Don’t bow to the mob! Statue row erupts as people urged to block visits to Colston exhibit
Bristol: Edward Colston statue replaced by sculpture of protester
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The artwork to the 17th century Bristolian was ripped down and thrown into the docks during a Black Lives Matter protest in the city last June. It provoked a furious reaction on both sides with some claiming it was wrong to honour controversial historical figures with statues, road names and other landmarks.
Many others argued that people should be judged in the context of their time and whitewashing history achieved nothing.
Save Our Statues has campaigned for the Colston monument to be restored onto its original plinth.
After it went on display at the M Shed last week, it urged its 24,000 followers on Twitter to block-book places so others couldn’t see the statute.
It appears that the plan may have been successful after screenshots of a booking calendar showed no tickets were available today.
But it is questionable whether any visitors would have been turned away because the museum allows people who have not booked to enter if visitor numbers are low.
Slots are also available for the rest of the week.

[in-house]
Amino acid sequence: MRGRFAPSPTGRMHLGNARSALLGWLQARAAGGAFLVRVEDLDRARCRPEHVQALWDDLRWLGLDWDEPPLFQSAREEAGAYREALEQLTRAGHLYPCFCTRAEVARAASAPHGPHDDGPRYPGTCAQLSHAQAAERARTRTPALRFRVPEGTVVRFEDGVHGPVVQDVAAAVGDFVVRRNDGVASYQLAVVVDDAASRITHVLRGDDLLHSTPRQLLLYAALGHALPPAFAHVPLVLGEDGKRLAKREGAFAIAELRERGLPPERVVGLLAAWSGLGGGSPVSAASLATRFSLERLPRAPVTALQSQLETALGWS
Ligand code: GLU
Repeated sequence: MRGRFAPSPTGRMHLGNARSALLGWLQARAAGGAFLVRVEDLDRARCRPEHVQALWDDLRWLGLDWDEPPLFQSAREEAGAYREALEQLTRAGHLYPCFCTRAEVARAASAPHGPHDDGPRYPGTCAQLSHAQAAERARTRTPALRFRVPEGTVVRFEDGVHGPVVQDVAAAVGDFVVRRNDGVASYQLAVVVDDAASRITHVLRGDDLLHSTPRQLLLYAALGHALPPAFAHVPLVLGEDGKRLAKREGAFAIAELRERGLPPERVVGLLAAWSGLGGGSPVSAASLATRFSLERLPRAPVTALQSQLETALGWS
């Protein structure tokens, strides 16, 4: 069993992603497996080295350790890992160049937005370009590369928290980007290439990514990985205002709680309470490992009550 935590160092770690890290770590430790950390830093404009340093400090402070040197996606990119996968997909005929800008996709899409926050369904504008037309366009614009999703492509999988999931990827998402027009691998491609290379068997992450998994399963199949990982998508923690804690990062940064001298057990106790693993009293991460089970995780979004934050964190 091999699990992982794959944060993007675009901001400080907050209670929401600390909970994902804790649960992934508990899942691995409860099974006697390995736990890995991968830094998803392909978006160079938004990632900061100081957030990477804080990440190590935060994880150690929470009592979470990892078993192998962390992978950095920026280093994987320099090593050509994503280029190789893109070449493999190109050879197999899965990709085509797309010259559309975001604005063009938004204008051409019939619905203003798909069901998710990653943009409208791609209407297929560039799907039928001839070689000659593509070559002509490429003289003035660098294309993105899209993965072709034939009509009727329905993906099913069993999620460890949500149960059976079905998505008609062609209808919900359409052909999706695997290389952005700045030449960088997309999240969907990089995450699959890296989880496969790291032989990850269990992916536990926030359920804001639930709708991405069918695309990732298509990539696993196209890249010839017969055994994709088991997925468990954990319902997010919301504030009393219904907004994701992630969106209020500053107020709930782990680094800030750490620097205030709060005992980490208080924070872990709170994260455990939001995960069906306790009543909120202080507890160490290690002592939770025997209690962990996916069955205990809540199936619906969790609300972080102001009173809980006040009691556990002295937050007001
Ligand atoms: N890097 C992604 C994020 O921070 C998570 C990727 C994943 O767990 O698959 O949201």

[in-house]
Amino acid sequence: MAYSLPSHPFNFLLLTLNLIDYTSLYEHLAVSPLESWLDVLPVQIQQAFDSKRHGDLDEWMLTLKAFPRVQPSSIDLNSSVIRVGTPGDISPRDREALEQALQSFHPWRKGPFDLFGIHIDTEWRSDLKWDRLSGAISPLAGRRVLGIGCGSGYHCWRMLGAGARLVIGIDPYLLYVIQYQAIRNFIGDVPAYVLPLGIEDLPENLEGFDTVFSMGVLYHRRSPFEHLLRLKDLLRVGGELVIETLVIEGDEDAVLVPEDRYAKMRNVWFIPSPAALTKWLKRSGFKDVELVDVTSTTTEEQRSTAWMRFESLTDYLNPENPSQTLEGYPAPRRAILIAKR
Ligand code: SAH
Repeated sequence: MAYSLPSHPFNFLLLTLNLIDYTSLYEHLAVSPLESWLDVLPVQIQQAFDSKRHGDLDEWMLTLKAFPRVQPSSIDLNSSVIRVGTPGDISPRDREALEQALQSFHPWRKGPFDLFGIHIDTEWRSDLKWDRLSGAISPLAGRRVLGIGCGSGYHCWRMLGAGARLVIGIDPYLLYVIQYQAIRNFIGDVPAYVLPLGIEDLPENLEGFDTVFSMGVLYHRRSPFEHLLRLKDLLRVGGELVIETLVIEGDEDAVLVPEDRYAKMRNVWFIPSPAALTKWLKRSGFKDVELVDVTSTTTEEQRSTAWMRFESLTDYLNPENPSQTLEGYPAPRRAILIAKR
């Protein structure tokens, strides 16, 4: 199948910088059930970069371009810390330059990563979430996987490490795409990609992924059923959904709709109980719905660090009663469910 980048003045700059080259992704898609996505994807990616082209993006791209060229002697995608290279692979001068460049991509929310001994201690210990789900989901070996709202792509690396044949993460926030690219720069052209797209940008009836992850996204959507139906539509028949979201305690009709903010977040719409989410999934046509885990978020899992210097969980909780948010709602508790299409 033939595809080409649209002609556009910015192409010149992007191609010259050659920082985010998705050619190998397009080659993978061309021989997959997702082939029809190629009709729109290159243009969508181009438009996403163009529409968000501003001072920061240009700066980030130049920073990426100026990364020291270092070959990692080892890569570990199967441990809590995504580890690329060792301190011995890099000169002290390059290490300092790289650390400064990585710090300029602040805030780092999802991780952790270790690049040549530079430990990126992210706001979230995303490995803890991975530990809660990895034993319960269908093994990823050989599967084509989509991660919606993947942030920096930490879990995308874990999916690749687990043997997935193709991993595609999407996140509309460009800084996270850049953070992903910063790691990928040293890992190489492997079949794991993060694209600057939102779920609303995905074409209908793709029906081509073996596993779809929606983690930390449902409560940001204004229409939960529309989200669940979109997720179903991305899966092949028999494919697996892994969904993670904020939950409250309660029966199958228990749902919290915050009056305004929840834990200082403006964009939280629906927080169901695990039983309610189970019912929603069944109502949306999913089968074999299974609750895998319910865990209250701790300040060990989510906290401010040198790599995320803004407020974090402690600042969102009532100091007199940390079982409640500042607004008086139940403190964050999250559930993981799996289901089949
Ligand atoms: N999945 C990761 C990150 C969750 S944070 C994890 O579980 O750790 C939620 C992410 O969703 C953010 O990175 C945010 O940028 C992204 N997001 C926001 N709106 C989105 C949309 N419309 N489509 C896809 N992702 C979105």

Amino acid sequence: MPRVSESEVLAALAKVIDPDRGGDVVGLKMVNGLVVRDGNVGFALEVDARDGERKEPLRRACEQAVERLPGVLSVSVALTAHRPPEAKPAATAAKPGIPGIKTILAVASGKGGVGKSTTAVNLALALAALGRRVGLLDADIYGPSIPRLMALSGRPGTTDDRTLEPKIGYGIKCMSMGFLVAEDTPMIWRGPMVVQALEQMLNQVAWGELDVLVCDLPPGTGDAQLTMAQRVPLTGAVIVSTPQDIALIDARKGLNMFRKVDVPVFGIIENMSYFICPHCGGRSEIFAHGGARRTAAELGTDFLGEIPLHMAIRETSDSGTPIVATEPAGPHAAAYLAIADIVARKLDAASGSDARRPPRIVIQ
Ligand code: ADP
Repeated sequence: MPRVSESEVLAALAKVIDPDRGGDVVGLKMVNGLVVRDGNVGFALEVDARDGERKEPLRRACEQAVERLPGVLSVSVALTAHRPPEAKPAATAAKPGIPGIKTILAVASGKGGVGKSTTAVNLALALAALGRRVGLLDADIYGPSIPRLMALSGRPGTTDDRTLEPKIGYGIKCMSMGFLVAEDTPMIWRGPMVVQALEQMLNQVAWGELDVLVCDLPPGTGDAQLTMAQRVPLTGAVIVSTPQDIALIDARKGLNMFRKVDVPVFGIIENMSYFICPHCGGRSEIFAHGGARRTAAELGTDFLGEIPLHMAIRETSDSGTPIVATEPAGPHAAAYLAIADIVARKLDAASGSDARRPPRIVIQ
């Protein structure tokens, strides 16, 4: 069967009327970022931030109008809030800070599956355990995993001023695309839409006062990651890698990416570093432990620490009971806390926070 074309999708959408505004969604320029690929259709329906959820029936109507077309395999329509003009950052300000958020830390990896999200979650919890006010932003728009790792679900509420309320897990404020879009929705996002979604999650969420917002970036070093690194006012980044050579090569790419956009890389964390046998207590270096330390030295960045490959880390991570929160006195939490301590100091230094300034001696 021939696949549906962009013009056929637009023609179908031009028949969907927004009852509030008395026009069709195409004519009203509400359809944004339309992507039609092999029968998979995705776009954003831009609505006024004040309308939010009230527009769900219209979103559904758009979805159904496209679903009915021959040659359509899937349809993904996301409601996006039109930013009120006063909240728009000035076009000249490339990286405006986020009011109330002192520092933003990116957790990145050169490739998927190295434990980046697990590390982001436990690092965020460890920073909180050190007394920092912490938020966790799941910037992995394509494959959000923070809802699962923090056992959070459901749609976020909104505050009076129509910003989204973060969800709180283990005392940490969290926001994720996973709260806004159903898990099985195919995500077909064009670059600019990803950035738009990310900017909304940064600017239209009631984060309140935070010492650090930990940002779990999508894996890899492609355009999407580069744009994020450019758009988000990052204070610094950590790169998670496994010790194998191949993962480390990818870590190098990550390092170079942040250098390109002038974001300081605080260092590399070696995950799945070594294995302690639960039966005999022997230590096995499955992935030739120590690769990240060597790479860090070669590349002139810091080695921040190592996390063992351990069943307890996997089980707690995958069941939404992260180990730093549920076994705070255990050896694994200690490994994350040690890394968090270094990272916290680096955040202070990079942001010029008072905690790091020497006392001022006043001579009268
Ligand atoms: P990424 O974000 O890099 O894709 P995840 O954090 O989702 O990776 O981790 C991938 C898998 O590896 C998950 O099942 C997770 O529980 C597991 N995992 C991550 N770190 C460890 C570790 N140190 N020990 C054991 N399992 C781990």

The museum later tweeted that it would be accepting “walk-ups” all day “where possible”.
Robert Poll, who manages the Save Our Statues social media accounts, told the Times: “The intent behind the Colston exhibition protest is very simple: it is a stand for due process.
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“The display in its current format is a celebration of criminal violence and mob rule.
“As a grade II listed piece of UK heritage, the council has a legal obligation to repair it.
“As a matter of democratic principle, the first step must be to repair and reinstate the statue, and then if the council wants to run a democratic process it can.
“Unlike what happened one year ago today, this is a peaceful and civilised way to exercise our democratic right to protest.”
The statue, still daubed with graffiti, went on display at the harbourside gallery last week.
It has been positioned on its side because it is too damaged to stand.
On its website, the museum says: “Your feedback will help the (We Are Bristol) History Commission make a recommendation on the future of the Colston statue.”
Bristol history professor David Olusoga, a member of the We Are Bristol History Commission that is tackling the question of how Bristol tells its story of its murky slave-trading past, criticised the logic of the Save Our Statues campaign.
He told Bristol Live: “So here are people who had not heard of Colston a year and ago, and who do not live in Bristol, seeking to prevent the people of Bristol from accessing an exhibition at their own museum on a part of their own history.”
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